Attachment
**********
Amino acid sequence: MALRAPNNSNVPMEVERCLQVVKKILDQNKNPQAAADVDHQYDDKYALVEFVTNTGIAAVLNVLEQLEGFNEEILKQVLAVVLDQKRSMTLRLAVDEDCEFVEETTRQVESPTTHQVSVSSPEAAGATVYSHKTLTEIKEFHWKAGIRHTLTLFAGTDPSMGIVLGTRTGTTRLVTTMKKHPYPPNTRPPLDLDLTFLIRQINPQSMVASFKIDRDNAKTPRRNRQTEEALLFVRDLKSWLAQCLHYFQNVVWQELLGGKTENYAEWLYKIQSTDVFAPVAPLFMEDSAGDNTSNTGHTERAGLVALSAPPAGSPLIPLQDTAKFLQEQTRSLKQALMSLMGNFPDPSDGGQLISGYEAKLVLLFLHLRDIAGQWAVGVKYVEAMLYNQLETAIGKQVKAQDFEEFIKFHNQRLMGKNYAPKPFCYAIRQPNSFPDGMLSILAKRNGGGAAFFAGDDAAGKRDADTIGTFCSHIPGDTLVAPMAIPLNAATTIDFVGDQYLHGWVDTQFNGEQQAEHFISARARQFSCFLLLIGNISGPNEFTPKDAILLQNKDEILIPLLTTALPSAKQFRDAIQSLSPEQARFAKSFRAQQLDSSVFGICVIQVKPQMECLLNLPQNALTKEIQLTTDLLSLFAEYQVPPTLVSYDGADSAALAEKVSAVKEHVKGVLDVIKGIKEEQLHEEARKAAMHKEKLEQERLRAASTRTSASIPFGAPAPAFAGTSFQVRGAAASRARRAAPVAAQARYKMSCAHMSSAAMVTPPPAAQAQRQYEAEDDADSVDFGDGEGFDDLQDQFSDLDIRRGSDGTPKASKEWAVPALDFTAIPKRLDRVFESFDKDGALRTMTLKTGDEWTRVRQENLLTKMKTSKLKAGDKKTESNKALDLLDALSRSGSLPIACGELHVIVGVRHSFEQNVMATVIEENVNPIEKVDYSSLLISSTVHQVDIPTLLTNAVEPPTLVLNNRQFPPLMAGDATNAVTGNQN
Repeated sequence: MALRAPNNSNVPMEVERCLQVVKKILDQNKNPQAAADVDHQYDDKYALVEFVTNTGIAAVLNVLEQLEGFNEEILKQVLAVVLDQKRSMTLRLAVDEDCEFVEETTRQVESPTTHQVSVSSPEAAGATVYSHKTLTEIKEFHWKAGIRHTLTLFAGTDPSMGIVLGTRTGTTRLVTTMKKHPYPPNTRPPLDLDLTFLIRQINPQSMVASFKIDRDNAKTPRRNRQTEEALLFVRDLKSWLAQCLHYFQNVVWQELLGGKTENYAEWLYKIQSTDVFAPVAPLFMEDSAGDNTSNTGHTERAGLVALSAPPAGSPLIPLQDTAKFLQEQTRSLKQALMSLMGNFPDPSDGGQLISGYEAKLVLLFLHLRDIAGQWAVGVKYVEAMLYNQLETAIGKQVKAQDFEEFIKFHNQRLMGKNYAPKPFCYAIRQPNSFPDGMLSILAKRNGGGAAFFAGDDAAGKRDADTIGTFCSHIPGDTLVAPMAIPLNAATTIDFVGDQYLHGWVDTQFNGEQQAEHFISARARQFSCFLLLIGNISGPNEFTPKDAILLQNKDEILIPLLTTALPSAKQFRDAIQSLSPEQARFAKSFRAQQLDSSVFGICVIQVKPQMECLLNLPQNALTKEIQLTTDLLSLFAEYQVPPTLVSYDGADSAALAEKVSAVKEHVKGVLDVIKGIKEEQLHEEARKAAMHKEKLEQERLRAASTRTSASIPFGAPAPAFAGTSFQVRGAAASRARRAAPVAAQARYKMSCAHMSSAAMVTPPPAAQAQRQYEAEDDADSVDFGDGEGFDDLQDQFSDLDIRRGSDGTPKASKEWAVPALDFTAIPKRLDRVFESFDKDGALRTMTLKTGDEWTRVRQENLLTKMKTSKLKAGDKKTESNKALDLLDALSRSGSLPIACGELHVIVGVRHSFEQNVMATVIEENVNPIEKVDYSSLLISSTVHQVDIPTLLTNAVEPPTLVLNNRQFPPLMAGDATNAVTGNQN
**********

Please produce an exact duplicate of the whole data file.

Amino acid sequence: MALRAPNNSNVPMEVERCLQVVKKILDQNKNPQAAADVDHQYDDKYALVEFVTNTGIAAVLNVLEQLEGFNEEILKQVLAVVLDQKRSMTLRLAVDEDCEFVEETTRQVESPTTHQVSVSSPEAAGATVYSHKTLTEIKEFHWKAGIRHTLTLFAGTDPSMGIVLGTRTGTTRLVTTMKKHPYPPNTRPPLDLDLTFLIRQINPQSMVASFKIDRDNAKTPRRNRQTEEALLFVRDLKSWLAQCLHYFQNVVWQELLGGKTENYAEWLYKIQSTDVFAPVAPLFMEDSAGDNTSNTGHTERAGLVALSAPPAGSPLIPLQDTAKFLQEQTRSLKQALMSLMGNFPDPSDGGQLISGYEAKLVLLFLHLRDIAGQWAVGVKYVEAMLYNQLETAIGKQVKAQDFEEFIKFHNQRLMGKNYAPKPFCYAIRQPNSFPDGMLSILAKRNGGGAAFFAGDDAAGKRDADTIGTFCSHIPGDTLVAPMAIPLNAATTIDFVGDQYLHGWVDTQFNGEQQAEHFISARARQFSCFLLLIGNISGPNEFTPKDAILLQNKDEILIPLLTTALPSAKQFRDAIQSLSPEQARFAKSFRAQQLDSSVFGICVIQVKPQMECLLNLPQNALTKEIQLTTDLLSLFAEYQVPPTLVSYDGADSAALAEKVSAVKEHVKGVLDVIKGIKEEQLHEEARKAAMHKEKLEQERLRAASTRTSASIPFGAPAPAFAGTSFQVRGAAASRARRAAPVAAQARYKMSCAHMSSAAMVTPPPAAQAQRQYEAEDDADSVDFGDGEGFDDLQDQFSDLDIRRGSDGTPKASKEWAVPALDFTAIPKRLDRVFESFDKDGALRTMTLKTGDEWTRVRQENLLTKMKTSKLKAGDKKTESNKALDLLDALSRSGSLPIACGELHVIVGVRHSFEQNVMATVIEENVNPIEKVDYSSLLISSTVHQVDIPTLLTNAVEPPTLVLNNRQFPPLMAGDATNAVTGNQN
Repeated sequence: MALRAPNNSNVPMEVERCLQVVKKILDQNKNPQAAADVDHQYDDKYALVEFVTNTGIAAVLNVLEQLEGFNEEILKQVLAVVLDQKRSMTLRLAVDEDCEFVEETTRQVESPTTHQVSVSSPEAAGATVYSHKTLTEIKEFHWKAGIRHTLTLFAGTDPSMGIVLGTRTGTTRLVTTMKKHPYPPNTRPPLDLDLTFLIRQINPQSMVASFKIDRDNAKTPRRNRQTEEALLFVRDLKSWLAQCLHYFQNVVWQELLGGKTENYAEWLYKIQSTDVFAPVAPLFMEDSAGDNTSNTGHTERAGLVALSAPPAGSPLIPLQDTAKFLQEQTRSLKQALMSLMGNFPDPSDGGQLISGYEAKLVLLFLHLRDIAGQWAVGVKYVEAMLYNQLETAIGKQVKAQDFEEFIKFHNQRLMGKNYAPKPFCYAIRQPNSFPDGMLSILAKRNGGGAAFFAGDDAAGKRDADTIGTFCSHIPGDTLVAPMAIPLNAATTIDFVGDQYLHGWVDTQFNGEQQAEHFISARARQFSCFLLLIGNISGPNEFTPKDAILLQNKDEILIPLLTTALPSAKQFRDAIQSLSPEQARFAKSFRAQQLDSSVFGICVIQVKPQMECLLNLPQNALTKEIQLTTDLLSLFAEYQVPPTLVSYDGADSAALAEKVSAVKEHVKGVLDVIKGIKEEQLHEEARKAAMHKEKLEQERLRAASTRTSASIPFGAPAPAFAGTSFQVRGAAASRARRAAPVAAQARYKMSCAHMSSAAMVTPPPAAQAQRQYEAEDDADSVDFGDGEGFDDLQDQFSDLDIRRGSDGTPKASKEWAVPALDFTAIPKRLDRVFESFDKDGALRTMTLKTGDEWTRVRQENLLTKMKTSKLKAGDKKTESNKALDLLDALSRSGSLPIACGELHVIVGVRHSFEQNVMATVIEENVNPIEKVDYSSLLISSTVHQVDIPTLLTNAVEPPTLVLNNRQFPPLMAGDATNAVTGNQN